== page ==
Loma Prieta Earthquake and Other Damage
When the 7.1 magnitude Loma Prieta earthquake hit on October 17, 1989 there were many that were expecting that we might lose City Hall again. Especially in light of the fact that the dome twisted 2 inches and caused cracks throughout the building. But City Hall held tough and only minor visible damage was present. The very next year San Francisco voters passed a general obligation bond of over $300 million for restoration of SF city hall including a seismic retrofit of the entire building to fix any structural damage that might have been caused by this powerful tremor. City Hall now possesses a system of hundreds of rubber cushions to help keep it safe in the event of another major San Francisco earthquake. The system of Stainless Steel with rubber inserts should allow the building to move just enough during an earthquake, preventing it from shaking apart. Then on February 13, 1998 a four-alarm blaze started in city hall after welders left some of the wooden substructure smoldering. The fire was quickly put out and the damage repaired. The entire dome was resurfaced after this event and city hall opened again to the public about 1 year later on January 5, 1999. Another close call for San Francisco City Hall!
Marilyn Marries Joe at City Hall
Yes, in 1954, blonde bombshell, Marilyn Monroe married Joltin' Joe Di Maggio in a private room at San Francisco city hall. Of course the privacy was short lived as the press and hundreds of well wishers mobbed the happy wedding couple as they tried to flee immediately following their nuptials. The 3rd floor hallway, (one of our favorite places to photograph wedding couples) was one of the areas they were trapped! Shortly after the wedding, they moved into a cute place in the SF Marina District, but then divorced after only 274 days of marriage. Many believe that it was Joe's jealousy of people ogling his wife that led to the divorce. The wedding captured the imaginations of people all over the country, it was one of the major events to occur at San Francisco City Hall since it had been rebuilt. People still talk about it today! Joe DiMaggio was born in Martinez, California but got his start playing baseball for the San Francisco Seals. As most people know, he want on to a very successful baseball career with New York Yankees. Marilyn tragically passed away way too young.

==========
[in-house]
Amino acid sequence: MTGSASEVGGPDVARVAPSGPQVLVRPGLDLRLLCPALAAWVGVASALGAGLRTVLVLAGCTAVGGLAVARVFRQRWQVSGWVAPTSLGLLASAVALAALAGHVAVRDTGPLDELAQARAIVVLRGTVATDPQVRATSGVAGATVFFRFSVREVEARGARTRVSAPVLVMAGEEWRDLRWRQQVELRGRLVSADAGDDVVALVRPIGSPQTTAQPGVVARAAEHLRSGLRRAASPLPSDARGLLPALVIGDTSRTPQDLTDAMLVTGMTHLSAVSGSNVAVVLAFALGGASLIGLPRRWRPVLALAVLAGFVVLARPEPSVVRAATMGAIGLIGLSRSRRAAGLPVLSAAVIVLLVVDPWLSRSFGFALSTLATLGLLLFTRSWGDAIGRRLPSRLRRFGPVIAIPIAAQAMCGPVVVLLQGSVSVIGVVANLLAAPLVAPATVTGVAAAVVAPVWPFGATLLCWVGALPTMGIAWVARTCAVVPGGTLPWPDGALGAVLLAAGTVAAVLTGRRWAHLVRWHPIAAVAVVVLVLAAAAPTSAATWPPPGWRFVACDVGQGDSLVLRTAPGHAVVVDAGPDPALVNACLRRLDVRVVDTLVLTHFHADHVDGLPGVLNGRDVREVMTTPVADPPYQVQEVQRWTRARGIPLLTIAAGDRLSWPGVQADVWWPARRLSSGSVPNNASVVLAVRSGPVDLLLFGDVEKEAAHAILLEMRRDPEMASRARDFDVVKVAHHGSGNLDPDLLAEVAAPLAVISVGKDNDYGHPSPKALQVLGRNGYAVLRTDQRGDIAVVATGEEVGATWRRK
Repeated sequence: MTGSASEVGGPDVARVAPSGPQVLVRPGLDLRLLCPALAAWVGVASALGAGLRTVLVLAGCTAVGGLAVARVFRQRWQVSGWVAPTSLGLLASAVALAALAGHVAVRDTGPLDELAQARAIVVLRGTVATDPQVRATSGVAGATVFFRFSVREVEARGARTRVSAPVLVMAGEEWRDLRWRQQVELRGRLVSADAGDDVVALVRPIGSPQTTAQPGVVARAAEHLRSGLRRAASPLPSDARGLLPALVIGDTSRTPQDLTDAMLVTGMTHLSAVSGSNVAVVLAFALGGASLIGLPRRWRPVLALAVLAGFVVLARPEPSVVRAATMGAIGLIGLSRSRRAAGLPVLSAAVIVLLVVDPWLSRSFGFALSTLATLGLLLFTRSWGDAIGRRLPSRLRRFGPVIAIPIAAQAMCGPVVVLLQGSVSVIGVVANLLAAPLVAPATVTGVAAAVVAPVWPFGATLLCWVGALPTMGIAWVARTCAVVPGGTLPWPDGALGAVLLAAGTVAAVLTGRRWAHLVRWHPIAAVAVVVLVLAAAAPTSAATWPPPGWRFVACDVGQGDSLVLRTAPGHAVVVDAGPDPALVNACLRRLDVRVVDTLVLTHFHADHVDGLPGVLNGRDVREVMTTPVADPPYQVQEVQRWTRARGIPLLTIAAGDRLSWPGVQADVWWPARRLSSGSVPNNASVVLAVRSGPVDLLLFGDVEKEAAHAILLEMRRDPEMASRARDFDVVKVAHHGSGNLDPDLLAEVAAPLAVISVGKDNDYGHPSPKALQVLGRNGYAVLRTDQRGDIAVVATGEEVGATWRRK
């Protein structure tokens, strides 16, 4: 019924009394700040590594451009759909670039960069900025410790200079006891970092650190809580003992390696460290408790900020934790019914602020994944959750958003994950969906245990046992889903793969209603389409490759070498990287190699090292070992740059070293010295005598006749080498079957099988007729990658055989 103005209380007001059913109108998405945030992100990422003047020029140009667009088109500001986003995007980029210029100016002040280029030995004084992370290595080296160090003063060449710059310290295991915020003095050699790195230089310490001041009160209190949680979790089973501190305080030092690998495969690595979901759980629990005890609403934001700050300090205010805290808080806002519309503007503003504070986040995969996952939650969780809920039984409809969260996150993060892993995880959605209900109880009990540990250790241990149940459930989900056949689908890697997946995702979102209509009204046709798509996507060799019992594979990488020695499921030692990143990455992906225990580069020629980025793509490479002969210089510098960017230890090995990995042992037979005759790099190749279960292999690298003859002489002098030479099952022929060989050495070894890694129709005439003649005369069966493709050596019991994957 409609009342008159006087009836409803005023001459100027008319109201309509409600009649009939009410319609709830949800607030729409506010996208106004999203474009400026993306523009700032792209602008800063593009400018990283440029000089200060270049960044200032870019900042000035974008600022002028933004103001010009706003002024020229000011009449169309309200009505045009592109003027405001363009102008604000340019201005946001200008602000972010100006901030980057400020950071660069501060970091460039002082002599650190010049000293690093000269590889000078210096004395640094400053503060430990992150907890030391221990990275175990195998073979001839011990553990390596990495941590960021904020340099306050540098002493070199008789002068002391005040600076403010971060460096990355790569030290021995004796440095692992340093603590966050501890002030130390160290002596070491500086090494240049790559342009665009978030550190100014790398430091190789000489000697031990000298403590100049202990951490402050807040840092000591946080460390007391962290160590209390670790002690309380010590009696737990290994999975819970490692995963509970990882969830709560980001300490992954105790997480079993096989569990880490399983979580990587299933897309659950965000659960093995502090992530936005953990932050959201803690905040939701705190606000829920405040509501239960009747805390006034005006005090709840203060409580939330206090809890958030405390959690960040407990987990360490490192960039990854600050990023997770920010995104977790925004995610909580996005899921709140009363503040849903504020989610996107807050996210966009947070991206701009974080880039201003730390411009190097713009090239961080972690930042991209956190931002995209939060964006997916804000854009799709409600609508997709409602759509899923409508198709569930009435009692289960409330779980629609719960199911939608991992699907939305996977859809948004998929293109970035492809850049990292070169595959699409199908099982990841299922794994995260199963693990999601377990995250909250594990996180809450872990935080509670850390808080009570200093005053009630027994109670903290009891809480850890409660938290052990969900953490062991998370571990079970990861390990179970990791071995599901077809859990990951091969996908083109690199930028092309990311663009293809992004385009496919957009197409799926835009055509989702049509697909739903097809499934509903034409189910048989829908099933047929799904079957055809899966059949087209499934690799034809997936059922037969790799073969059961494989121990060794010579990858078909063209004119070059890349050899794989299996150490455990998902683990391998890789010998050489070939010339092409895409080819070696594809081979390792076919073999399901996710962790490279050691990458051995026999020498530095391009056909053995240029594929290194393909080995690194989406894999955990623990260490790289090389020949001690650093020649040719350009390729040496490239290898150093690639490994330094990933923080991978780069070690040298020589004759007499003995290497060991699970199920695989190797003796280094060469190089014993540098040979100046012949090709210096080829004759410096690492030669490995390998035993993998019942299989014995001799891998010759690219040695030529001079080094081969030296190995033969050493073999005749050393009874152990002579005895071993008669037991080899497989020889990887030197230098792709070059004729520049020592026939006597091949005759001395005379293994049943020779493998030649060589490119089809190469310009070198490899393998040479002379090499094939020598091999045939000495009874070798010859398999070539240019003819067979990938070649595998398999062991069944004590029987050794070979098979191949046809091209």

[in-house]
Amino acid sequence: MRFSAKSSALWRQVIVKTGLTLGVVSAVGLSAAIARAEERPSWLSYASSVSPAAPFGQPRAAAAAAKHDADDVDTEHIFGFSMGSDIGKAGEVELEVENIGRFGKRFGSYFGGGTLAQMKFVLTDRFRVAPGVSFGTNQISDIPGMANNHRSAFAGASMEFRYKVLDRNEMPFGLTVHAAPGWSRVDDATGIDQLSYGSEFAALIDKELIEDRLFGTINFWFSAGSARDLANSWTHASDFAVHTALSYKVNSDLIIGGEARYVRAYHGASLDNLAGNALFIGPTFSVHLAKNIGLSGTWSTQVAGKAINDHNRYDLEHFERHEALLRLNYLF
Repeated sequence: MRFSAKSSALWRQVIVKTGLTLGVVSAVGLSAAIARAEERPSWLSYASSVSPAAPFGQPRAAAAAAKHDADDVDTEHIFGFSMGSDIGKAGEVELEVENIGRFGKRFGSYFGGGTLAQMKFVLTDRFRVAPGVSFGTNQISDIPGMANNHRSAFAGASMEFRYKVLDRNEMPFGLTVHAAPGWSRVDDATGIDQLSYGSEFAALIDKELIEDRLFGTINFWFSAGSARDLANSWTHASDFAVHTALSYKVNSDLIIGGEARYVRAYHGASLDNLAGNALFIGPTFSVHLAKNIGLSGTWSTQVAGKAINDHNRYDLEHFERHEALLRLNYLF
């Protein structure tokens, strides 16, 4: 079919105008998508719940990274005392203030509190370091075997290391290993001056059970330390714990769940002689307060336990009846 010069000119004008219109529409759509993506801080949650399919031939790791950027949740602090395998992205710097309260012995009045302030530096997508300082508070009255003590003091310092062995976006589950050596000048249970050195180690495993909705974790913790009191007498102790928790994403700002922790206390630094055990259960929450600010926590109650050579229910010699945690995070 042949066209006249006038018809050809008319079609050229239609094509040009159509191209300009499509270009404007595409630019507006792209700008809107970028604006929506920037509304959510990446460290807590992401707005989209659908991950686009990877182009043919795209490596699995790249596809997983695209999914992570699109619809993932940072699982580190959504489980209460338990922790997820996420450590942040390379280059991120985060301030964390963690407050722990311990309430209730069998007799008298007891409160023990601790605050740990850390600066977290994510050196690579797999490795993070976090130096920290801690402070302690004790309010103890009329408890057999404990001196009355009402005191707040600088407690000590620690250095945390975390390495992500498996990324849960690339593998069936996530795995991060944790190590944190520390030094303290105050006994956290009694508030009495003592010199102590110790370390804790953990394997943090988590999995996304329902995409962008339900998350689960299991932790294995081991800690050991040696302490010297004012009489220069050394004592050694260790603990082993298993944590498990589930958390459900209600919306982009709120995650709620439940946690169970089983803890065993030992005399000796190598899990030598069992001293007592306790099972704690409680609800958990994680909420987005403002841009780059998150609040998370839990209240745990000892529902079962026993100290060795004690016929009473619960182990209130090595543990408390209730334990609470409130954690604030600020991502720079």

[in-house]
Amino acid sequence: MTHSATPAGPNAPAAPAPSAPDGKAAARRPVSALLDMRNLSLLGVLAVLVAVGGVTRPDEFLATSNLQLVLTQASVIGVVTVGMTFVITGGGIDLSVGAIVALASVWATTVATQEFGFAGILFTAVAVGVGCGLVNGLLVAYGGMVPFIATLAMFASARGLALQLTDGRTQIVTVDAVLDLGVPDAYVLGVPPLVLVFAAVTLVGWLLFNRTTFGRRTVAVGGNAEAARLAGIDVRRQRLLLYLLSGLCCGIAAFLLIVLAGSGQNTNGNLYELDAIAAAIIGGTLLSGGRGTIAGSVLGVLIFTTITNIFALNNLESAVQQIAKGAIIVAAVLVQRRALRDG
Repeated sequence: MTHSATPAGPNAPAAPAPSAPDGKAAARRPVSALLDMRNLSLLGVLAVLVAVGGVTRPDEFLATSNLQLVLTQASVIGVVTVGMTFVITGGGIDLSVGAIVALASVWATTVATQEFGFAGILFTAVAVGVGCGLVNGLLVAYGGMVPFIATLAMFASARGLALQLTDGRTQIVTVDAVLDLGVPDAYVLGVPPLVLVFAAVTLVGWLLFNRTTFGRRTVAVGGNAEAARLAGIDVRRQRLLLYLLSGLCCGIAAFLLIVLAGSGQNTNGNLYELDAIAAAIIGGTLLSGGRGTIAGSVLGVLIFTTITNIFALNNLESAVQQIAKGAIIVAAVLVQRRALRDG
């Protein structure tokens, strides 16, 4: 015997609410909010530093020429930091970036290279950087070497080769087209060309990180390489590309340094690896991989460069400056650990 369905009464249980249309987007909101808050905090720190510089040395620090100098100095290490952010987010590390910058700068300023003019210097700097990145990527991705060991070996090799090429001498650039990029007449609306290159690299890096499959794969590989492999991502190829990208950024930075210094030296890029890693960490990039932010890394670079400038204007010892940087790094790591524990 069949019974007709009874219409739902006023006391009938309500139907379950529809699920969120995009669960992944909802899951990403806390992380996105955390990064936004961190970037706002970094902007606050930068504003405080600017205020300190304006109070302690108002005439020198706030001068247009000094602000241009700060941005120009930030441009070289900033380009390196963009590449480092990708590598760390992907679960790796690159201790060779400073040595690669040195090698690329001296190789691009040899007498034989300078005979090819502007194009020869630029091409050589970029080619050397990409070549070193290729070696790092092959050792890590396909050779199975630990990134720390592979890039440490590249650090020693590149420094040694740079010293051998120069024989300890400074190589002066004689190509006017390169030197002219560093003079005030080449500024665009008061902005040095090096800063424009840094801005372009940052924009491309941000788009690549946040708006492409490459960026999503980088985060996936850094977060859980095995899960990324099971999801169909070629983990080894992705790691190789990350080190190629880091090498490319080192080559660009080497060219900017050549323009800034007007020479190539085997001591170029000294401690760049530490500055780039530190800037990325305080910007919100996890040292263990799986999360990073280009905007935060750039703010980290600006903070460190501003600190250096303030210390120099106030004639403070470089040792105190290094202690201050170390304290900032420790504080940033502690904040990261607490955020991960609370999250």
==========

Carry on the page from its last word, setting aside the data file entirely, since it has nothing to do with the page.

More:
City Hall Dome Facts
With a height of 307 feet, the Dome of San Francisco City Hall is the tallest in the United States. It is actually 42 feet higher than the dome at our nation's capital building in Washington DC. The dome's surface is intricately finished in 23.5 Carat gold leaf. It was beautifully refinished during the earthquake retrofit of 1990. The dome of Old City Hall was the only part of the building left standing after the devastating 1906 San Francisco Earthquake ruined the rest of the structure in just a few seconds (see photo at the top of page on the right). It is easy to see why so many couples want to come to this building to get married. The beauty and history are overwhelming.